Everyone knows that buying software can be really expensive, and I can see why both private users and businesses sometimes use illegal copies of software. However, I can also see why software is expensive. Software companies put plenty of money both into R&D and into marketing. Both sides have good arguments: users of pirated software claim that they would buy the software if it wasn’t that expensive, and the producers claim that if it wasn’t for piracy, they could lower their prices.

Anyhow, I’m not gonna tell you who’s right and who’s wrong, I’m simply going to give you another option. Here’s a little question for you: Do you have to use the same software as ‘everybody else’, or are you brave enough to think outside of the box?

If you’re one of the people who would consider themselves ‘brave enough’, I have a little surprise for you; you can save between $1,264.97 to $1,284.97 per computer in lowered licensing costs, and you don’t even have to switch away from Windows (if you don’t want to).

So what is the secret? Nothing new really, but surprisingly few companies realize this. By using alternative softwares, these large savings can be achieved without really losing anything.

  • Open Office – The alternative Office-suite.
    • You don’t need to pay for Microsoft’s over-priced Office software. Open Office offers you the about the same possibilities as Microsoft Office, but for the great price of $0. Sure, I admit it, there are some few functionalities in Microsoft Office that Open Office lacks, but they are really not that many. I’ve personally used Open Office for the past 5 years or so, both professionally and in school, and still have not found any reason to switch back.
    • Features: Open Office offers you the same features as Microsoft Office. That means: a Word-processor, a Spreadsheet application, Presentation software, and a database application.
    • Drawbacks: As far as I see it, none really. Open Office can import and export files to Microsoft Office, and the person on the other side won’t even know the difference. The only drawback that I can possibly think of would be if you are a high-end power user of Microsoft Office and use tons of macros and similar features. In that unusual case there might be some problems. However, if you’re just an average Office-user, there’s really no problem to switch. Chances are that you can barely tell the difference.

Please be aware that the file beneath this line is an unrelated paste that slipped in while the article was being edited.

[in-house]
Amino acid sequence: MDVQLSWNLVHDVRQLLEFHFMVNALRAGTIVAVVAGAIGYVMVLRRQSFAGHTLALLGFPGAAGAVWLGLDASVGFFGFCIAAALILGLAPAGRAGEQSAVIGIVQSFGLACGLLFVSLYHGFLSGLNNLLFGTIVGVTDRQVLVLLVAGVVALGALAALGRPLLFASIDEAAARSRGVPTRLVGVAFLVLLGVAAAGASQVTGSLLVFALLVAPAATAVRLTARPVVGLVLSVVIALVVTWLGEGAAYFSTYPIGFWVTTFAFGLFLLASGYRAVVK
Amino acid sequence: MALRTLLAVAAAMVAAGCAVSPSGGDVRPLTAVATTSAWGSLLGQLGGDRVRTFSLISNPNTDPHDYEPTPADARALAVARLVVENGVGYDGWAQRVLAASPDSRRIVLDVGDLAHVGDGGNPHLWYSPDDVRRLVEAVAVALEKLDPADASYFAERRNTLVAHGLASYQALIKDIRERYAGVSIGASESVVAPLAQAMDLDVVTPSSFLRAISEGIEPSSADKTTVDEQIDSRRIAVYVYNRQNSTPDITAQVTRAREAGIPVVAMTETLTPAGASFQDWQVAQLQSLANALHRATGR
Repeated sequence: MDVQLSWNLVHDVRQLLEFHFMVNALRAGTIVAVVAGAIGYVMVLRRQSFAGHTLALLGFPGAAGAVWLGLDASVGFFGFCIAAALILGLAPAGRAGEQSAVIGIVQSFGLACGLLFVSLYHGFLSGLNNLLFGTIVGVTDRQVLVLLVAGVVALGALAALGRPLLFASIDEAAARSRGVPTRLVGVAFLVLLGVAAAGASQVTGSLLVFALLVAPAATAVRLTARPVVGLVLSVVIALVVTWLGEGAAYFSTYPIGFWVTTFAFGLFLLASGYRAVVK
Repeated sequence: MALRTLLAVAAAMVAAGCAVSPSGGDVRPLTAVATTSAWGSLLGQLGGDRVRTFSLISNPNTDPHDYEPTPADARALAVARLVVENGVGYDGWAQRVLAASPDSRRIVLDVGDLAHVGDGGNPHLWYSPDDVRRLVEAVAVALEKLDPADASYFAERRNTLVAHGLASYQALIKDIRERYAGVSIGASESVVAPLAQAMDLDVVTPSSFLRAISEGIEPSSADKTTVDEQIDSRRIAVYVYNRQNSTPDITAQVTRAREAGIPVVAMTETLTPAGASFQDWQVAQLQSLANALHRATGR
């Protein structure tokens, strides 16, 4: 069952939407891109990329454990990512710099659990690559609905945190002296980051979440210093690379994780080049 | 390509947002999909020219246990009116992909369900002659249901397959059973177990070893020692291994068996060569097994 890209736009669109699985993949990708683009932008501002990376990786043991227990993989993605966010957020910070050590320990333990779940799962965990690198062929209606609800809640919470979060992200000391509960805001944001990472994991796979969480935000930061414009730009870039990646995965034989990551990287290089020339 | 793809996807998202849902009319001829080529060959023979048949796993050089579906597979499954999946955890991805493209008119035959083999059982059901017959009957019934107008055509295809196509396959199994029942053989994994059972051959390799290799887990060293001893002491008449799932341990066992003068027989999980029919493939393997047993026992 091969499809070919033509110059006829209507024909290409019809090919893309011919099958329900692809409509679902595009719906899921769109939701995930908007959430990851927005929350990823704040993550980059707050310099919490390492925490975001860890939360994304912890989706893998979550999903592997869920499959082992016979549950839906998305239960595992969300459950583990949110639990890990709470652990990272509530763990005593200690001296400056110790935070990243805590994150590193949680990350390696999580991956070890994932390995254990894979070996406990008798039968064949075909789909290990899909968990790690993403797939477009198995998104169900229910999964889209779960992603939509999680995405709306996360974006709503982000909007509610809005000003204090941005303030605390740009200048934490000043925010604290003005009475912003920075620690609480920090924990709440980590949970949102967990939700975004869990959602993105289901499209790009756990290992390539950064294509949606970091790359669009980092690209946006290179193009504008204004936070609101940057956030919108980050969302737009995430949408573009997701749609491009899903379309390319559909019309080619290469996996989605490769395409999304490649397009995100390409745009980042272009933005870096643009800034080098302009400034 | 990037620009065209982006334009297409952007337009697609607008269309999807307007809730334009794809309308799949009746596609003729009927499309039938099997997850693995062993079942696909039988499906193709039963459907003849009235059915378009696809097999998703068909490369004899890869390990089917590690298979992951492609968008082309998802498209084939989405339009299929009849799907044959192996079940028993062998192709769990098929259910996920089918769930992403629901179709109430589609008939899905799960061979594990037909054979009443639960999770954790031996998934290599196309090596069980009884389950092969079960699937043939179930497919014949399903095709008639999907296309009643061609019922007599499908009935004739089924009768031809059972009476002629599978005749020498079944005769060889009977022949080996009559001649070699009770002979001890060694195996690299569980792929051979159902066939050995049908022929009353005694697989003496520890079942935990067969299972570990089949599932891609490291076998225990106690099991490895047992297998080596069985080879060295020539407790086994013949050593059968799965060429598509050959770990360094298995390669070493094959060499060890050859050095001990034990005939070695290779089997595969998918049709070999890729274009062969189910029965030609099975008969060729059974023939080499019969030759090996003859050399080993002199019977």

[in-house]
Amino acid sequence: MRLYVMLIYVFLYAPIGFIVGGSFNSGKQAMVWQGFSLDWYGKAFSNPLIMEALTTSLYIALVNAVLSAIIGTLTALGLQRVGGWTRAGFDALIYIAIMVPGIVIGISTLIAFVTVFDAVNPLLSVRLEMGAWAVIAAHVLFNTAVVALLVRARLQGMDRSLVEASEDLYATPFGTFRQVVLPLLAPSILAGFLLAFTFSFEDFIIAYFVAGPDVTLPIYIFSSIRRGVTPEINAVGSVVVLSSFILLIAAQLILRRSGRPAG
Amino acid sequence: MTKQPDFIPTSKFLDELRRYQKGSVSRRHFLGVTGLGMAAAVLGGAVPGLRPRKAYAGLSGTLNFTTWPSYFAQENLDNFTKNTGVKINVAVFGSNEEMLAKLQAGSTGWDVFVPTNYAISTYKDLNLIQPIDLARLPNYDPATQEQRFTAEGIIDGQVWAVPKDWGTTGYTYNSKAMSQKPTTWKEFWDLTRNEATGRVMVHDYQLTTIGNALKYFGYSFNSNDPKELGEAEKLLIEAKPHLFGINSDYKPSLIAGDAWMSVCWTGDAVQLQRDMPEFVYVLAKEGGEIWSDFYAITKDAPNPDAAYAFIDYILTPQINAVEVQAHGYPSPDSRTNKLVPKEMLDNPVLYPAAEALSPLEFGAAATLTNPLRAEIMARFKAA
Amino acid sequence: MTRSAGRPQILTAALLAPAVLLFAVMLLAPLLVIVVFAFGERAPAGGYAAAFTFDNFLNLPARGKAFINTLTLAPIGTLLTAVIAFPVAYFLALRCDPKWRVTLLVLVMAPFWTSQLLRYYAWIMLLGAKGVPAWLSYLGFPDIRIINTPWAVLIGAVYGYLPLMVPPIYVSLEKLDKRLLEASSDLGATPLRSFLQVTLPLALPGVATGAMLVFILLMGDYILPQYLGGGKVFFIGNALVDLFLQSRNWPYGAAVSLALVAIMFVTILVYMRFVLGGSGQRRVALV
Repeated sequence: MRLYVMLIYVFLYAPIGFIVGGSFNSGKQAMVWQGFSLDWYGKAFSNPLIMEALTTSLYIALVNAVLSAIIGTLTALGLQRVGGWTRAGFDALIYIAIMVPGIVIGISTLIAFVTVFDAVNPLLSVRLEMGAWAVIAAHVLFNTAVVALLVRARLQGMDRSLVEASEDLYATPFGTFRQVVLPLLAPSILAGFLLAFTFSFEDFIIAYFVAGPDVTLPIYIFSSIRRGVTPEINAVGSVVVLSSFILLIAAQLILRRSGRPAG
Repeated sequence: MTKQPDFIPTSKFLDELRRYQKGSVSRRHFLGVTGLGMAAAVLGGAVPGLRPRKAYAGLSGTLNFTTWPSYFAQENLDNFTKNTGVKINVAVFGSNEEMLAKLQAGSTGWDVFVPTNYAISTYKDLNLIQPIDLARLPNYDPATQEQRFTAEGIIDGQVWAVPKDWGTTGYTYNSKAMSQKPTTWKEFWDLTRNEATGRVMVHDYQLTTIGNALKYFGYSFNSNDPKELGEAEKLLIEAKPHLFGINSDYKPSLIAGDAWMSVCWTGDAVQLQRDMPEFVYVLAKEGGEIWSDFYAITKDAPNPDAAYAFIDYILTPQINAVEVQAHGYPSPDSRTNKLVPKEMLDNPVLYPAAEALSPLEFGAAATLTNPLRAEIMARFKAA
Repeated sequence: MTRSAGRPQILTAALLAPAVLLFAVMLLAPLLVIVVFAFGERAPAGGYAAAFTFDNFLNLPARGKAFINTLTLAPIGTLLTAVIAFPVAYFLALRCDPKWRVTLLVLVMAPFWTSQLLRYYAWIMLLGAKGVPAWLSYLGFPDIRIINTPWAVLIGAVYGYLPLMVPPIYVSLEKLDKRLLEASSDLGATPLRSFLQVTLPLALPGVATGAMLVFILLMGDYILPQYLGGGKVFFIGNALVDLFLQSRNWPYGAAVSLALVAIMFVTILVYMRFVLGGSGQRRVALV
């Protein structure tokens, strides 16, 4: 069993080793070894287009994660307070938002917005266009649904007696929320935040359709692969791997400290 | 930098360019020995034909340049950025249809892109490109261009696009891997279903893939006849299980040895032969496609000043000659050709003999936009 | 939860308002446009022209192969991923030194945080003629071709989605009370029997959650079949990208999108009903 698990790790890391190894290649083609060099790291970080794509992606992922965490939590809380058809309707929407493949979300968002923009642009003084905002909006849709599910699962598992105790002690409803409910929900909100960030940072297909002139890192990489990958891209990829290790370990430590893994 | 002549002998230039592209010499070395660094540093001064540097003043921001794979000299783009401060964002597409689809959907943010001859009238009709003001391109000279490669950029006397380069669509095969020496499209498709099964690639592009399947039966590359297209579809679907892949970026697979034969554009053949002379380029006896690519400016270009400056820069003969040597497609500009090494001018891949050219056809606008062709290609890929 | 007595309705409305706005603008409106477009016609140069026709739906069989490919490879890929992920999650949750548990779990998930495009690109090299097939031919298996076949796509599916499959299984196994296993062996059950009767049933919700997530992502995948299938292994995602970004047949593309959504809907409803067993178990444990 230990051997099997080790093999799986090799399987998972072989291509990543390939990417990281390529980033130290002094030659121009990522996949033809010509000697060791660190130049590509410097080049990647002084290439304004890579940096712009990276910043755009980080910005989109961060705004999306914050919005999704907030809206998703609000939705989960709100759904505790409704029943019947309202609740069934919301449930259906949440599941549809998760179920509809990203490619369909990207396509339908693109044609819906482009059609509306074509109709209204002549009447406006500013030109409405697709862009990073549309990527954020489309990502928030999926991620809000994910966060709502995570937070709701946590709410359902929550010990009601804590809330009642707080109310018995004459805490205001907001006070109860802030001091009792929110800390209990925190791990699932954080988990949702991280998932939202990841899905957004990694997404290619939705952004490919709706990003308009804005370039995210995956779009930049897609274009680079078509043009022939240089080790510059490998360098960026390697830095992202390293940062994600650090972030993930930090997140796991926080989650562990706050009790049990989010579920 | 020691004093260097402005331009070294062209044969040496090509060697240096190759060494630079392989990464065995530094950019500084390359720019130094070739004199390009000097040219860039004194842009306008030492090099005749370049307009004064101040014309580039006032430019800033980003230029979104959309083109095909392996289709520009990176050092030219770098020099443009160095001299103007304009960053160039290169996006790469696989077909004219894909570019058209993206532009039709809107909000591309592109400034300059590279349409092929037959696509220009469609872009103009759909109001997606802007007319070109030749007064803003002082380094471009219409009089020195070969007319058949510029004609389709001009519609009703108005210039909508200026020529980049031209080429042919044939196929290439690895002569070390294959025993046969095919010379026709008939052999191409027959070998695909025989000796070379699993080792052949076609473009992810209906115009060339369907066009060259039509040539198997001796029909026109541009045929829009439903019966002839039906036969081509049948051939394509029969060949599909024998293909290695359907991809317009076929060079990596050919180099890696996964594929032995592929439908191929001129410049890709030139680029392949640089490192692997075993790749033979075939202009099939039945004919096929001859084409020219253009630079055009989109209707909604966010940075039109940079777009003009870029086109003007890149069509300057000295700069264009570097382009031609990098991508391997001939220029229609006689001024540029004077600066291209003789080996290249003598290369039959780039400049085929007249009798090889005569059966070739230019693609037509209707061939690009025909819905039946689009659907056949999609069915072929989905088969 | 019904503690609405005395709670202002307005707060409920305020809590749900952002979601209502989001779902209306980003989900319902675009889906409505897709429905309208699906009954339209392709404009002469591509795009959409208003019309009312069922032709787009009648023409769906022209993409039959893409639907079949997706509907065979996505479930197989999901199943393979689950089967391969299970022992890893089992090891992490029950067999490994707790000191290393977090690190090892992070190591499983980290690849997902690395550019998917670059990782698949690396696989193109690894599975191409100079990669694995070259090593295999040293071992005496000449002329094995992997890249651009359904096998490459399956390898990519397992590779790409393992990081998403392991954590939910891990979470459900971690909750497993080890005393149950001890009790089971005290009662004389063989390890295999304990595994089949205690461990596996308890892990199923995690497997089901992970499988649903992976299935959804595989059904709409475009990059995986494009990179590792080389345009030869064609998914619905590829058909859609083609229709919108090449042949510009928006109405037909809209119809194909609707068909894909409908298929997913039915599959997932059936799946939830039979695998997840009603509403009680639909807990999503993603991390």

• Price you save: $419.99 for Microsoft Office 2003 Small Business to $439.99 for Micrsoft Office 2003 Professional
  • Thunderbird – The alternative e-mail client.
    • The price you save by using Thunderbird will be related to two things. First, you don’t need Microsoft Outlook (which comes with Microsoft Office). Second, you don’t need to worry that much about viruses. Surprisingly few people out in the business world realize that the main reason why viruses are such a big threat to them is because of two things; they use Microsoft Office (and Outlook), and they use Microsoft Windows. The fact that you need Windows might be something you cannot do much about due to special applications etc. But you can change your e-mail client and Office suite. The reason why the combination of Microsoft Office (with Outlook) and Windows is such a dangerous combination is that it is heaven for a virus- or spyware-creator. Both Microsoft Office and Windows are filled with bugs that make it very easy for malicious softwares to flourish.
    • Drawbacks: Thunderbird is not a calendar application. This is simply a e-mail software, not a complete solution for both contacts, calendar and e-mail.
    • Price you save: $0, but expect far fewer headaches and reduced amount of viruses, so you do save something.
  • Firefox – The alternative Web-browser.
    • The reason again for switching over from Microsoft Internet Explorer is primarily security. More and more users switch to avoid all pop-up windows and spyware that usually goes hand-in-hand with using Internet Explorer. I’ve had plenty of first-hand experience of this. A couple of weekends a go I had to go through 20-some PCs to clean them from spyware. They all were running Internet Explorer, and the users complained about decreased performance. After removing all the spyware, installing Firefox (and removing all icons to Internet Explorer), I haven’t had a single complaint.
    • Drawbacks: The only drawback would be that some certain web-pages won’t display properly in Firefox. However, that’s because of the fact that the web-designer didn’t follow the standards that are defined by the W3C for proper HTML (see our article Why Your Site Should be Multi-platform for more details about this issue).
    • Price you save: $0, but you will be able to surf the web with less worries and more efficiently. And you do save money in reduced maintenance costs.
  • The Gimp – The alternative graphics software.